COURT. Though the memorandum you say is

'the 20th of April,' will you swear that he lay in your house upon Saturday the 20th of April? - Yes; he really lay in my house that night.

JURY. Did you see him go to bed? - I did.

Did you see him get up? - He could not get up without my knowing it.

COURT. What hour did he go to bed? - As near as I can recollect about twelve; he lay at the very top of the house.

COURT. Did you put him to bed? - No, I saw him go up stairs; I was the next person that went up stairs and a gentlewoman that lodged in my house: I fastened the street door and went up directly after; we fasten the street door and take the key up to bed with us every night.

COURT. Could he have got out of this house at any other place but the door? - No; we have another pair of stairs that come down by my room door where I sleep, and at the bottom of that stairs we have another door that we always bolt of a night, the last thing we do; it would be impossible for any body to come down stairs when the door was bolted of my side; nobody can come down stairs till we are up in the morning. My husband generally rises at five or six, and he generally unbolts the door before he goes out; I bolted the door that night after the prisoner went up stairs, because my husband was a-bed before me.

COURT. Who opened the street door in the morning? - My husband.

COURT. Did you see the prisoner the next morning? - He went out before I was up; I never get up myself till eight o'clock or half after; my husband did not know of his sleeping there.

JURY. At what time are the stair foot and street doors opened? - Never before five or six o'clock at the outside.

COURT. Is your husband here? - No; he did not see the man go to bed and knows nothing of it, but what I told him myself.

COURT. He did not let him out in the morning? - No, he did not see him go out.

JURY. Did any body else see him go to bed? - He goes through the room where this gentlewoman lives to go up stairs; I don't know whether she is here.

COURT. How many stories does your house consist of? - Four stories.

COURT. Did he pay you for his lodging? - He paid me six-pence before he went to bed.

COURT. Your husband must know of his going out? - We have two men and their wives that lodge in the house at this time, when the door is open they can go in and out; if he had known any thing of it he would have come.

JURY. Could the prisoner come down stairs without going through this woman's room that you speak of? - There was a bed room next to that where she slept of a night, she went to bed in another room; she has two rooms; he must go through the room she lived in in the day time; she had another room she slept in; every body must go through that room that goes up or down, either night or day.

JURY. Is there not a possibility of his getting out at the windows? - It is four stories high, I don't know how.

Is it usual for you to let strangers have free access and passage into your house that you have so little acquaintance with? - We very seldom have any strangers lie in our house, but it happened to be so that night from the recommendation of the gentlewoman that lodged in my house.

Had she been in company with him that evening? - She saw him in the house.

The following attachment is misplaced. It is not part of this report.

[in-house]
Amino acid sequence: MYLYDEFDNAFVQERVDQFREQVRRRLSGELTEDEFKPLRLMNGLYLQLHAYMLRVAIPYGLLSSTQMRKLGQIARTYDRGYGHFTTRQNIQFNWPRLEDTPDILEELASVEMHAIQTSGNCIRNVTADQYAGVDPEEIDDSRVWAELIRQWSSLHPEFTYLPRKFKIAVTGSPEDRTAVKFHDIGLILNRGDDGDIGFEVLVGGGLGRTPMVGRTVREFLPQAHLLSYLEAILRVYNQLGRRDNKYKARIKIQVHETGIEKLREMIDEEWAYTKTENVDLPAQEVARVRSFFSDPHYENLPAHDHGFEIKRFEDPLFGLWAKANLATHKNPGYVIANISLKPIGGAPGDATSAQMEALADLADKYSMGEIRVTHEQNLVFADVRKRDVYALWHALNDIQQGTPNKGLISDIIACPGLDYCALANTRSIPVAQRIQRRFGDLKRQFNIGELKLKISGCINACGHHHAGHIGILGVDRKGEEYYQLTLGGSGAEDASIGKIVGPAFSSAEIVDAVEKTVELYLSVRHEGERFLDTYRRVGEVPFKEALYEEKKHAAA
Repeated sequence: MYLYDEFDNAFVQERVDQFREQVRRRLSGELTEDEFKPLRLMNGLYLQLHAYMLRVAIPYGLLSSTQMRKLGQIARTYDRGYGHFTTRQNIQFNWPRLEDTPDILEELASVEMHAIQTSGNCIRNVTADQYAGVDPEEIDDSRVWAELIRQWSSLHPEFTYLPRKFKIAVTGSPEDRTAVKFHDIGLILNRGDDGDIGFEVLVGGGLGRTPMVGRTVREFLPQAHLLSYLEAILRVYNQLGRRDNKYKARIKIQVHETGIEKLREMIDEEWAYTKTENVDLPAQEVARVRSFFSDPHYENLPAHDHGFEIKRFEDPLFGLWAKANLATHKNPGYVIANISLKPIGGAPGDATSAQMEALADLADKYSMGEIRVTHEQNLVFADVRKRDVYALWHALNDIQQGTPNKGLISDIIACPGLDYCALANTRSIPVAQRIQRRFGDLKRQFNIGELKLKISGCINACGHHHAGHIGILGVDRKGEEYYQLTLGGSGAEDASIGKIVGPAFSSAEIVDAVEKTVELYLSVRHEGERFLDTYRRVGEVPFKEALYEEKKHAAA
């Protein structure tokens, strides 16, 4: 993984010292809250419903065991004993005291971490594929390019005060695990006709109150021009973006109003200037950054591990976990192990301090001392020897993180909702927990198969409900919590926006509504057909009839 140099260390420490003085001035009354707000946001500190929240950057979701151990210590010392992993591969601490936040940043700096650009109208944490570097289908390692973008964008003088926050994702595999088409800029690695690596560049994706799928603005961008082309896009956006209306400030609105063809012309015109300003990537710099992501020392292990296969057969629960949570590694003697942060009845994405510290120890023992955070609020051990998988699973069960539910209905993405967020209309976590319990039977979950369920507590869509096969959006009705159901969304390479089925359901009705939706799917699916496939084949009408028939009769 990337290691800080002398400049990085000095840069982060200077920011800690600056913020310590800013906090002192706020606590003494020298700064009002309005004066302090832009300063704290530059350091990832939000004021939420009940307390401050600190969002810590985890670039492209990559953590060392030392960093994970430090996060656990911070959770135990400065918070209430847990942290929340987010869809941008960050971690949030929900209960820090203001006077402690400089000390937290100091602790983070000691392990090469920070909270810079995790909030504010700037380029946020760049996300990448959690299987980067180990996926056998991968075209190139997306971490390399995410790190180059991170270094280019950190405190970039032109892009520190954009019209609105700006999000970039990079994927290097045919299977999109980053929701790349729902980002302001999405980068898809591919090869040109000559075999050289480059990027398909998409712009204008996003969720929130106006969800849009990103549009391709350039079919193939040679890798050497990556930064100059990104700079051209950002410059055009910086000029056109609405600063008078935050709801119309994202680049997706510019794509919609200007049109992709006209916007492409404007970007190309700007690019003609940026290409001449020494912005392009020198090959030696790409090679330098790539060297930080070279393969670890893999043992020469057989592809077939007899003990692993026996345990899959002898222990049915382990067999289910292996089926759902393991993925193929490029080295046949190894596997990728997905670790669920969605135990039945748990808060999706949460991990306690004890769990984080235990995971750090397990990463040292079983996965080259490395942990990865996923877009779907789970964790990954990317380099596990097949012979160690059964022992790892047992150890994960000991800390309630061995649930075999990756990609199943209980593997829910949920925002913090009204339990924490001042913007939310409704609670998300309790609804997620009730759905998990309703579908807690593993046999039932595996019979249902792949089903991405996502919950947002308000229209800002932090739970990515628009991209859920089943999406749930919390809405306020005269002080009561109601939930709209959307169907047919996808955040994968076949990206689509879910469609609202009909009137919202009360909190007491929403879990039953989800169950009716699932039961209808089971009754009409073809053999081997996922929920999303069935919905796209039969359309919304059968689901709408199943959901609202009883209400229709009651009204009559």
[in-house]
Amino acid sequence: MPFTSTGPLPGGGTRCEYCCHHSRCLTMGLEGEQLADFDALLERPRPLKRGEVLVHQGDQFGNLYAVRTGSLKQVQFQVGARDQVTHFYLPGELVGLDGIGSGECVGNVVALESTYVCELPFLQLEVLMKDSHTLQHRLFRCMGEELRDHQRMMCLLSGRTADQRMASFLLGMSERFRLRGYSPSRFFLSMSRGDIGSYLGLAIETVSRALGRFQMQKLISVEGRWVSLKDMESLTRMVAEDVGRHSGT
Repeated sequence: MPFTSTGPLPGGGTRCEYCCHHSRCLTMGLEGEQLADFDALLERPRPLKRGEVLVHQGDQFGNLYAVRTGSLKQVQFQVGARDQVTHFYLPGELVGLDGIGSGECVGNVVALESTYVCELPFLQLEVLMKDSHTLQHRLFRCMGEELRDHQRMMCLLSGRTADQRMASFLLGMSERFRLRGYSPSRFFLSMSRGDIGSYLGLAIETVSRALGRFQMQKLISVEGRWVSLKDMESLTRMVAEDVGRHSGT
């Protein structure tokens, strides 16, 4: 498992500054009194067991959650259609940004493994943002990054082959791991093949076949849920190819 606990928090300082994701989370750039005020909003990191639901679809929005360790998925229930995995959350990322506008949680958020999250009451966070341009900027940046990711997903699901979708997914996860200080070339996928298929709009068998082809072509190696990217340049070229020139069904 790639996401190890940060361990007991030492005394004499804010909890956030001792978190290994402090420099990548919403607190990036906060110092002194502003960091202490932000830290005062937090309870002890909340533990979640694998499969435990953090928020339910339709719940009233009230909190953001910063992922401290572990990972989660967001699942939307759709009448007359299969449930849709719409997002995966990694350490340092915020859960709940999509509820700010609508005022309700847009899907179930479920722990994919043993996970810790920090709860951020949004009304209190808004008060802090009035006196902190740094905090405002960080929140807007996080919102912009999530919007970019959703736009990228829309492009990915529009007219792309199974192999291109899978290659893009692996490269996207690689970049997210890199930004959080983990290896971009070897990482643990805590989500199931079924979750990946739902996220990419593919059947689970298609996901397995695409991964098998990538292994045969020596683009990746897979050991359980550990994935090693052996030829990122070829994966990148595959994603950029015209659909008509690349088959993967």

Counsel for the prisoner. If that woman had not known him, you would not have suffered him to lie at your house? - No.

And you are sure that the stair-foot door was not open till five? - Not before, probably not till six.

Cross Examination.

Your husband keeps this public house? - Yes.

Have you many lodgers? - Two men and their wives at the present time.

And this man you know nothing of, only by the recommendation of this woman? - Yes.

It is your custom to lock up this stair-case of a night? - Yes.

So if any of your lodgers want to go down they cannot? - They never trouble me, they must knock at my door.

You have never been disturbed? - I have now and then, to let the women go down to their husbands to let them in.

Had you any servant? - Yes, two; but they don't live with me now.

And they are locked in too? - Yes?

Every body was locked up stairs? - Yes.

Let them have ever so great an occasion to go down they cannot get out? - No.

Was either of your servants present when this 20th of April was wrote down? - No, only the young man.

Y ou keep a very regular family? - We are always a-bed by eleven o'clock or so.

You don't sweep and clean the tap room? - The servants do.

And they never rubbed off this chalk? - It was set up high in the kitchen, they could not reach it.

They might touch it with a broom? - No, they never did.

What did this man stand upon to write this? - Upon a chair.

And it was wrote the 20th? - The 20th of April.

Did it not surprize you, that this man should come and desire you to take notice of this 20th of April? - Yes.

What were the words he made use of? - He said,

'There was an affair had happened,

'that he did expect he likely might be troubled

'for.'

What did you understand by that? - I did not know, nor did he inform me.

You did not understand what the little affair might be, nor what being in trouble might be? - No.

Did he lay alone that night? - Yes.

Upon your oath? - Upon my oath he did.

There was nobody else in the room? - No.

Did you never say somebody did lie with him? - No.

Did you never hear him say that before the justice? - No.

Was not you examined before the justice? - Never.

What did you never give this account before a magistrate? - No, I never was sent for;

I never was before the justice about it; I heard of it since he has been in trouble; but within this two or three days I had this subpoena.

Where do you lie in this house? - In the first floor.

Does any other person lie in the first floor? - Only myself and my sister; my servants lie up two pair of stairs.

Where was the key of the door that night? - In my room, which it always is of a night.